Rarely does a single book alter the course of history, but Rachel Carson’s Silent Spring did just that.
60 years after its initial release, the book that launched the environmental movement is being reissued in a beautiful new Folio Society edition, with pertinent essays by Margaret Atwood and Edward O. Wilson, stunning illustrations by Teagan White and photography from the Documerica archive.
One of the most influential books of modern times, Silent Spring was the first warning to the world of the danger of tampering with nature, mainly through pesticides and other chemicals.
Published in 1962, Carson’s brilliant and beautiful polemic sparked a social revolution and led to important changes in the law, the basic principles of which still stand today.
Introduced by novelist and environmental activist Margaret Atwood, this collector’s edition also includes afterword by Pulitzer Prize-winning scientist Edward O. Wilson.
Artist and naturalist Teagan White has crafted a series of delicate illustrations that illuminates Carson’s depictions of the natural world in turmoil.
Each full-page illustration draws attention to important messages in the narrative, while the binding design is both beautiful and prophetic.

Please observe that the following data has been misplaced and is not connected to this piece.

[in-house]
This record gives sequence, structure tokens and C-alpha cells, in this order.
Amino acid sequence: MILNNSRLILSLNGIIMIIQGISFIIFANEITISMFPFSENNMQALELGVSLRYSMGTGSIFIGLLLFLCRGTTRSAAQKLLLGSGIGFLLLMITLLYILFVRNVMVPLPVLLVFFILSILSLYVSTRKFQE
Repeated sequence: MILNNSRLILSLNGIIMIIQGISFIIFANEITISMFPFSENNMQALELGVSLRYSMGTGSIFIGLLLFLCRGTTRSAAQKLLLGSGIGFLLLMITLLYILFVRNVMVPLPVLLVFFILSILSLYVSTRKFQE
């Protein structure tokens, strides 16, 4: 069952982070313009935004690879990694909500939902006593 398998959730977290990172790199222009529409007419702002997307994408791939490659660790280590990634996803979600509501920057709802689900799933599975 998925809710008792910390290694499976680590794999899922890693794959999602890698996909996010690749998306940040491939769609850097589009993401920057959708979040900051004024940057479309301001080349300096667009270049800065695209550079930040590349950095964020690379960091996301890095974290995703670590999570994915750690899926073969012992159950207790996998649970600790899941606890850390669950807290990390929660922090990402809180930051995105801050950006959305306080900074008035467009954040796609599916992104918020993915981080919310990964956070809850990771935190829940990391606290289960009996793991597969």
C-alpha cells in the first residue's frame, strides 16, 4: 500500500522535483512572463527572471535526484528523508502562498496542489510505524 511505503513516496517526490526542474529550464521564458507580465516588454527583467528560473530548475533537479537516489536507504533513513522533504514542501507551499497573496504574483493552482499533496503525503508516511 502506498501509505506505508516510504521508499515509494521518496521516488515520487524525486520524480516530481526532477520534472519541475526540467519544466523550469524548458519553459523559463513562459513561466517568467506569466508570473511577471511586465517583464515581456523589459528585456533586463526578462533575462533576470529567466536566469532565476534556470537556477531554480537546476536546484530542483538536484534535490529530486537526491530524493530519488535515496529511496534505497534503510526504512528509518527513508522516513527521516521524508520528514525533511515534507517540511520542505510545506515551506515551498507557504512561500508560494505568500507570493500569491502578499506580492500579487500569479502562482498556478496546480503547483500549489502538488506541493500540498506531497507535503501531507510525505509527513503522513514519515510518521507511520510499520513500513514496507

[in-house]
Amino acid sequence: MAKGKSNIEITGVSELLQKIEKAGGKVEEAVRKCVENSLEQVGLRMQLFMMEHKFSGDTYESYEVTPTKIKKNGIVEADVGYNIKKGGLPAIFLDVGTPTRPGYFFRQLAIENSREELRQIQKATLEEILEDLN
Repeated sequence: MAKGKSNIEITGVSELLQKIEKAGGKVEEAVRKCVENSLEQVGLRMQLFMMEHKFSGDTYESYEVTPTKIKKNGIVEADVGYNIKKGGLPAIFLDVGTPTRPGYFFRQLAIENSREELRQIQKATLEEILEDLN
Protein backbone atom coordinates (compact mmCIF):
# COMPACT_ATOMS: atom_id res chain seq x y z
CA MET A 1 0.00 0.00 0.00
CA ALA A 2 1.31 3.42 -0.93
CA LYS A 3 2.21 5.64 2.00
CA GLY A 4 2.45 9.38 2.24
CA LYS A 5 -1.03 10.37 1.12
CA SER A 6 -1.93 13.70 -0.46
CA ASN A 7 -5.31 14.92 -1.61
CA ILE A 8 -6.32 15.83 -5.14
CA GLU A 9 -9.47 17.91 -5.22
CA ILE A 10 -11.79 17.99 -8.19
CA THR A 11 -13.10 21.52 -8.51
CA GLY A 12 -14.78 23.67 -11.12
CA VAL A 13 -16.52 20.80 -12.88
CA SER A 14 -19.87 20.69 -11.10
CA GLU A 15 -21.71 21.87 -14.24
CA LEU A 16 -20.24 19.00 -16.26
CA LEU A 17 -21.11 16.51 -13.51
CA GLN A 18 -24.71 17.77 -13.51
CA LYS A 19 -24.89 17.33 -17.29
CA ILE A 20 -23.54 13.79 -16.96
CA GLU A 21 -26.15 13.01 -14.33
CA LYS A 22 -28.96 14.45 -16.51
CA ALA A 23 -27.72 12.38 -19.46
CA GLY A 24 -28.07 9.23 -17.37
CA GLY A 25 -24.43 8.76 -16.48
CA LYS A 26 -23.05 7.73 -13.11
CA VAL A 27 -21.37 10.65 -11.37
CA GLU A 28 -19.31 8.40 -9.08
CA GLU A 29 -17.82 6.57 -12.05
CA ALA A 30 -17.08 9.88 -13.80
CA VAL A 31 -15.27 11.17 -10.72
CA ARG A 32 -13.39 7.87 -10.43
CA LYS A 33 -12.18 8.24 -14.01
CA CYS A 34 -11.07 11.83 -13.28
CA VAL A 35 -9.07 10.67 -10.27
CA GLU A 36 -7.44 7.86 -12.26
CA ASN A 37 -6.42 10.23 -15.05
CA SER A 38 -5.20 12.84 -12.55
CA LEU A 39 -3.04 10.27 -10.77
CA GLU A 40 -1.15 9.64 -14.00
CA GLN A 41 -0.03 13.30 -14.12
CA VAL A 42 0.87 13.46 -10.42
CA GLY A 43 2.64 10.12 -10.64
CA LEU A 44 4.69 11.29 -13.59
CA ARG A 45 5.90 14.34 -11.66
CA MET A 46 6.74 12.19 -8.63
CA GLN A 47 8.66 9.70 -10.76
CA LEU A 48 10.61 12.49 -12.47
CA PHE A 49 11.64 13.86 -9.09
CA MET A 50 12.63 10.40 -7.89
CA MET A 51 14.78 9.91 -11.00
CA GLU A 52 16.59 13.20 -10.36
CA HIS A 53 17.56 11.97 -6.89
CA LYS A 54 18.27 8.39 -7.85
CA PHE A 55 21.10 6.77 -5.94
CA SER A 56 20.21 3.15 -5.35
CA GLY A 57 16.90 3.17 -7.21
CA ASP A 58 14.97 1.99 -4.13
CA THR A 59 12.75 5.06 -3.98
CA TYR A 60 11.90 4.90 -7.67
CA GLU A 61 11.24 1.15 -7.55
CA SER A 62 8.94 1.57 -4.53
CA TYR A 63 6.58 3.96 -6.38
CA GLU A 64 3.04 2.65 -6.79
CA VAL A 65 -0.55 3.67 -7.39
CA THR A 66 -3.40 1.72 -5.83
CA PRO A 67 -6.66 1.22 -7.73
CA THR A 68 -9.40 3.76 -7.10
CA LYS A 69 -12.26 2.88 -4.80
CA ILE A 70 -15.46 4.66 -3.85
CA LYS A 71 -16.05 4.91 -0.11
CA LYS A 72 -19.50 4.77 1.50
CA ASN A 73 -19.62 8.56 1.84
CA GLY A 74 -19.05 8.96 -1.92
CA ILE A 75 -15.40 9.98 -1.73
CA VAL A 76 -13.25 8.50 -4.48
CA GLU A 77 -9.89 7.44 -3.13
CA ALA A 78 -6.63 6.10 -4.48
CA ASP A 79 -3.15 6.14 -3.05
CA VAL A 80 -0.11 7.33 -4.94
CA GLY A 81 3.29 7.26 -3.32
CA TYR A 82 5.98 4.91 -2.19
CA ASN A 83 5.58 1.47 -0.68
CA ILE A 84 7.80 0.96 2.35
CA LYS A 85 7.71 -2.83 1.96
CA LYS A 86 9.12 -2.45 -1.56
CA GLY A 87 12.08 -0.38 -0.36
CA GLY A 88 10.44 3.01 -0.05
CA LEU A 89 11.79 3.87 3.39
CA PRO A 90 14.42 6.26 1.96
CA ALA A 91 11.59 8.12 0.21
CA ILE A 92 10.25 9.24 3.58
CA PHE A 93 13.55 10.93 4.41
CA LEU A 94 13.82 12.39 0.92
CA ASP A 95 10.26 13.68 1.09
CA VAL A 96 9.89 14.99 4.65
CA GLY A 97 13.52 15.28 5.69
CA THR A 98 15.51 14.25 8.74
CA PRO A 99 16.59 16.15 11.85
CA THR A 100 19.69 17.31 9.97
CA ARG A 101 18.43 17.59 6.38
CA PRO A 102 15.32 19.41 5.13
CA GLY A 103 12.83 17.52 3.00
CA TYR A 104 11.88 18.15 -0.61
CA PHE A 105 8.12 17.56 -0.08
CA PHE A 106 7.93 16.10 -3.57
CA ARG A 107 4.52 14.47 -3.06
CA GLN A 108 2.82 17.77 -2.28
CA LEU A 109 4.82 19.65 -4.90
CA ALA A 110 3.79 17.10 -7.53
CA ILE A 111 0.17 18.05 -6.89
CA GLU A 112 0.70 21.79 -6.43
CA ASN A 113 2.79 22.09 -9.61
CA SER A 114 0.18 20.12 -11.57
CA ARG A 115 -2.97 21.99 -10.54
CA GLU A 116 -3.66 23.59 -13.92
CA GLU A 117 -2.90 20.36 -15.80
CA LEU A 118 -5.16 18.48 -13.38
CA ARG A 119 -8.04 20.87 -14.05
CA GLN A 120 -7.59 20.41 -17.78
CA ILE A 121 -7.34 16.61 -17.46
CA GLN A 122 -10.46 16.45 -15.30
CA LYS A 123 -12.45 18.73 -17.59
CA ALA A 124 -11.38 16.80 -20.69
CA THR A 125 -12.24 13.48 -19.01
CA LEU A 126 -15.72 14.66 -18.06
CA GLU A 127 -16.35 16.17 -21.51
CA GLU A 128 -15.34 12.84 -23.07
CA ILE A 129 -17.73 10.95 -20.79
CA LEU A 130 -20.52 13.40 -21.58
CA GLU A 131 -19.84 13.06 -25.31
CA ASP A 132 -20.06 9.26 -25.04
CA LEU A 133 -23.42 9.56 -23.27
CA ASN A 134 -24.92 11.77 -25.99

White’s illustrations are complemented by a selection of arresting photographs from the Documerica archive, created to highlight areas of environmental concern in 1970s America.
The natural theme continues to the wood textured endpapers and slipcase, which complete a book that is probably more relevant today than when first published.
In post-war America, a new agricultural revolution saw science and industry capitalise on chemical breakthroughs by turning their attention to farming.
However, as the world watched in wonder as pests and blights were obliterated by pesticide programmes, one biologist, Rachel Carson, charted the unseen horror of deadly chemicals entering the food chain and affecting flora, fauna and humans.
A passionate ecological protest, grounded in painstaking scientific research, Silent Spring was a grim wakeup call.
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